James Ensor

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The Museum of Modern Art, 2009 - Art - 208 pages
2 Reviews
James Ensors painting of 1887, The Temptation of St Anthony, now in MoMAs collection, established him as one of the boldest painters of his contemporaries. Ensor (18601949) was a major figure in the Belgian avant-garde of the late 19th century and an important precursor to the development of Expressionism in the early 20th, yet his work is far too little seen. This striking book, published to accompany an exhibition at The Museum of Modern Art, NewYork, gives Ensor the attention he so greatly deserves. Approximately ninety paintings, prints and drawings are featured, creating a complete picture of the artists daring, experimental oeuvre. Essays examine Ensors modernity, his innovative and allegorical approach to light, his prominent use of satire, his deep interest in carnival and performance, and finally his own self-fashioning, masking and roleplaying. As the most comprehensive volume on the artist available in English, this remarkable volume reveals Ensor as a socially engaged and self-critical artist involved with the issues of his times and contemporary debates on the very nature of modernism.
  

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Review: James Ensor

User Review  - Mcftdhorapusswrtrvocm - Goodreads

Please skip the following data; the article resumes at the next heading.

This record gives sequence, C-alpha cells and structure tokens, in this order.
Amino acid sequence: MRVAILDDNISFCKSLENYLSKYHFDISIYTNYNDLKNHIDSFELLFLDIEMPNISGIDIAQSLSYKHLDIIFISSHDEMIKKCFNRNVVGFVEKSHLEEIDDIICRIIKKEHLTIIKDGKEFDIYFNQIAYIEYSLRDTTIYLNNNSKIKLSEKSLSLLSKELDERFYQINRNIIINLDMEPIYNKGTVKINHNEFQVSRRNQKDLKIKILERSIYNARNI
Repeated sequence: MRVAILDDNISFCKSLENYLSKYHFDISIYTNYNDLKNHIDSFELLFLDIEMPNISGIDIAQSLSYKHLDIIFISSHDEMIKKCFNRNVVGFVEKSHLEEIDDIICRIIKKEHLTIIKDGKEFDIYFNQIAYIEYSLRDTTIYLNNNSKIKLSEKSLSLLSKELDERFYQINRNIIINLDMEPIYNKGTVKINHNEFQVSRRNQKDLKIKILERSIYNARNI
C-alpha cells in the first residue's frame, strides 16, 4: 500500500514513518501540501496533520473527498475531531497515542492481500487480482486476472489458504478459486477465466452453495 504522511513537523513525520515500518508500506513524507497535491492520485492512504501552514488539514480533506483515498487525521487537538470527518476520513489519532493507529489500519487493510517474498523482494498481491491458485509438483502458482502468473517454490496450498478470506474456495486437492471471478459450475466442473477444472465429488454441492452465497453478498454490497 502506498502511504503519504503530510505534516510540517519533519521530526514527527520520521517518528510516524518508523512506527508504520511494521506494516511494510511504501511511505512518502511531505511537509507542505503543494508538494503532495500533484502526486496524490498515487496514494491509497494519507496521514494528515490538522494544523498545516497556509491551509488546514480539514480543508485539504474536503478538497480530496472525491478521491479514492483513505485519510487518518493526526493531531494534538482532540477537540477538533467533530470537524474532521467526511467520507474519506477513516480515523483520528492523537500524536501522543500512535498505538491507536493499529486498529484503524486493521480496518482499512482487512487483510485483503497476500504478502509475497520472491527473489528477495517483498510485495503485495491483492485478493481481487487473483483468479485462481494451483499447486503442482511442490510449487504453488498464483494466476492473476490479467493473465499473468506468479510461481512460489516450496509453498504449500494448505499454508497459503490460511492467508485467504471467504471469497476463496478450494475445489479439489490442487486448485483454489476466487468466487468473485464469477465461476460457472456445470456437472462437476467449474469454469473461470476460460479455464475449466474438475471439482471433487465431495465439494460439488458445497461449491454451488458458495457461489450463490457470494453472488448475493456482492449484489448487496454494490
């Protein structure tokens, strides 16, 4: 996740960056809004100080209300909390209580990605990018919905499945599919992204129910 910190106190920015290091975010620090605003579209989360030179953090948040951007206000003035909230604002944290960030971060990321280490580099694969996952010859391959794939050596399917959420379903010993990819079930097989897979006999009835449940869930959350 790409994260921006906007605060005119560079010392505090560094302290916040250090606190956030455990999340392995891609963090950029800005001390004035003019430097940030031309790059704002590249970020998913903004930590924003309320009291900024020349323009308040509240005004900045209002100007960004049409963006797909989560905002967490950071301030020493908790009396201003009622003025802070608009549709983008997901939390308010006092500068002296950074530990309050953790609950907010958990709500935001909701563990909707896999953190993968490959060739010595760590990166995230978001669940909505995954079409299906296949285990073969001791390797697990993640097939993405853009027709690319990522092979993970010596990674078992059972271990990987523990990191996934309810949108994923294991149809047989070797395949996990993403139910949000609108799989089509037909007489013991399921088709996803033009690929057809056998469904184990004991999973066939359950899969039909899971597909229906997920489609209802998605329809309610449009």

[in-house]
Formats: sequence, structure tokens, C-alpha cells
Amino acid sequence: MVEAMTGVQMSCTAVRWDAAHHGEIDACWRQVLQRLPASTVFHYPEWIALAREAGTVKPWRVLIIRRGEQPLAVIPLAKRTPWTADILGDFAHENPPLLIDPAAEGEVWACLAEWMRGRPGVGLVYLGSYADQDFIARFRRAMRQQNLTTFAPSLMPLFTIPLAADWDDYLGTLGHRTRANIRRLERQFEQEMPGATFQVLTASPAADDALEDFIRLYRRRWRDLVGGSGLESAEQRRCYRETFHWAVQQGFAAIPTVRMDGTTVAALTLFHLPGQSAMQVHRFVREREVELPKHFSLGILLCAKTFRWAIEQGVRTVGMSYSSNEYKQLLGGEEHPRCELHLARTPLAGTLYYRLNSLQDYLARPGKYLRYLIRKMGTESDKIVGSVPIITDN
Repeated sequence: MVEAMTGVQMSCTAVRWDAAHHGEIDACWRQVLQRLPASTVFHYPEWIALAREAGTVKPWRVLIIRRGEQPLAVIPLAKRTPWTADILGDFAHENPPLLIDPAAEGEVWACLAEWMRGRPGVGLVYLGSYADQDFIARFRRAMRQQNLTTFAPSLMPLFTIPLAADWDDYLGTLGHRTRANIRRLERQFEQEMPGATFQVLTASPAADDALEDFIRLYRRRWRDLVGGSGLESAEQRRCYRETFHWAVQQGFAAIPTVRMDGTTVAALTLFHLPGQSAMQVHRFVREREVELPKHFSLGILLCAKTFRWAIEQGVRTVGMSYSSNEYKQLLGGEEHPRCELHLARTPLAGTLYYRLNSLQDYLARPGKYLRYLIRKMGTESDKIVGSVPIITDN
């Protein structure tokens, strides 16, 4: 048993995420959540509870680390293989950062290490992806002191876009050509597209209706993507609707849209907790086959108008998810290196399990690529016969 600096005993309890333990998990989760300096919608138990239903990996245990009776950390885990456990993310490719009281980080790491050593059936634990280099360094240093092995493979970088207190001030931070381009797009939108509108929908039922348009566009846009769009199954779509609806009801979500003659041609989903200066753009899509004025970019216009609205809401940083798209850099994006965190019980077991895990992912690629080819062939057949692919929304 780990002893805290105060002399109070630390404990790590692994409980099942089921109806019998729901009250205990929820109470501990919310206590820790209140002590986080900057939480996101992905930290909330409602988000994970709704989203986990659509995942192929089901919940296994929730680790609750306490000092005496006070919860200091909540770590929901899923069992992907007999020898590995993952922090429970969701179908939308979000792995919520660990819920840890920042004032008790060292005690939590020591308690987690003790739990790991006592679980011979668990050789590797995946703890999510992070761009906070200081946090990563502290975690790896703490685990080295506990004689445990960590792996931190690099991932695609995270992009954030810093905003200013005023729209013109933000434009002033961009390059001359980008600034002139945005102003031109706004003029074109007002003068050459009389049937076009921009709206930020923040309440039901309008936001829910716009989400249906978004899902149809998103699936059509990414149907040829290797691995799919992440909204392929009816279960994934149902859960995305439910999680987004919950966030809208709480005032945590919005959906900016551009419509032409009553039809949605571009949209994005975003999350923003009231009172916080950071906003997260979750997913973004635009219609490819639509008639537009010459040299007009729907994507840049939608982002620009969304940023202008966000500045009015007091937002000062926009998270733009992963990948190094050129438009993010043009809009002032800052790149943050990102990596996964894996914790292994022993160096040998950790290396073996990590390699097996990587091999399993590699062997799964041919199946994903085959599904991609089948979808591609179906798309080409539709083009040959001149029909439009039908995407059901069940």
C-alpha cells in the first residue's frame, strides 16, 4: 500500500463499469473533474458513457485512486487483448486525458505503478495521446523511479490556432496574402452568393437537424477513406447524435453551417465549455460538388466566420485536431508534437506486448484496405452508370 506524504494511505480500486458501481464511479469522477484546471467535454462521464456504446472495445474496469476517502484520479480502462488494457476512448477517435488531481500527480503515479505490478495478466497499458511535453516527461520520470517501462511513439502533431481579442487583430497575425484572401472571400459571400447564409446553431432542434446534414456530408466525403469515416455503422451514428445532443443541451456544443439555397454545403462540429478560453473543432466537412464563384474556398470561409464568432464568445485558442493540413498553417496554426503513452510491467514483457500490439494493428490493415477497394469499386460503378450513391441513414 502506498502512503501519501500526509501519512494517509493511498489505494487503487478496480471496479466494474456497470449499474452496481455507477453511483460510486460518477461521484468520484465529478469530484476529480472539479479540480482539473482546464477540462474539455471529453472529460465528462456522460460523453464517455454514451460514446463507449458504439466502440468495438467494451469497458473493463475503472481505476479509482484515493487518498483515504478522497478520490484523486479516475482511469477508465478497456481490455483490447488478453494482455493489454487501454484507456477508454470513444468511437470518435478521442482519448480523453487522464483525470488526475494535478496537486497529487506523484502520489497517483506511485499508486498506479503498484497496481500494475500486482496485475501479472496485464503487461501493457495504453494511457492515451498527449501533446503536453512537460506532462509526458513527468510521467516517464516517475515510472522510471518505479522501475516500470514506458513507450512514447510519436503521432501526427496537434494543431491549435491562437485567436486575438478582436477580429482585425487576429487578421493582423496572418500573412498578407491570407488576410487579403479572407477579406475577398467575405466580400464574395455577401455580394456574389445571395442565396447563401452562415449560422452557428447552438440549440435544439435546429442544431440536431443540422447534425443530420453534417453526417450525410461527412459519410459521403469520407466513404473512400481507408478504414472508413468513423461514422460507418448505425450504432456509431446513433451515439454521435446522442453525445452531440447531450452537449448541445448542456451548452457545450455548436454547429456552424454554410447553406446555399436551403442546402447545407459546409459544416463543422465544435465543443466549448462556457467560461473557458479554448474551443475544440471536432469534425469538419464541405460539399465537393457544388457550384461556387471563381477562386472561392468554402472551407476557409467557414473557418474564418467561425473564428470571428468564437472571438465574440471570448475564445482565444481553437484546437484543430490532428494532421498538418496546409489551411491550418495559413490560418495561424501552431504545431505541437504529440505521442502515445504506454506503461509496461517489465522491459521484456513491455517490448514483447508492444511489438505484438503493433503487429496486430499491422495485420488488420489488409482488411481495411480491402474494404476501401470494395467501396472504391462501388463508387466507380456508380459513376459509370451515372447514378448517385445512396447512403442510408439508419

The essays were really informative about Ensor's general life, but also proposed interesting ideas about his work. Read full review

Review: James Ensor

User Review  - Andypants - Goodreads

Lots of informative essays. I wish the reproductions were larger. Read full review

Contents

FOREWORD
6
Mating James Elisor
13
Carnival of the Modern
28
PLATES
34
A View from Ostend
83
PLATES
123
Copyright

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About the author (2009)

James Ensor grew up in the seaside town of Ostend, Belgium, where he returned after studying at the AcadEmie de Bruxelles, and worked for the rest of his life. Ensor painted in a studio that had once been his aunt and uncleis shell and souvenir shop, and although he shut its doors to the public, he left some of the merchandise as it was. As a leading member of the avant-garde group Les XX (The Twenty) he shared their harsh critical reception, but after Les XX disbanded, he continued to work and eventually won wide acclaim. By the time of his death in 1949 he had been made a baron, and his home is now the Ensor House museum.

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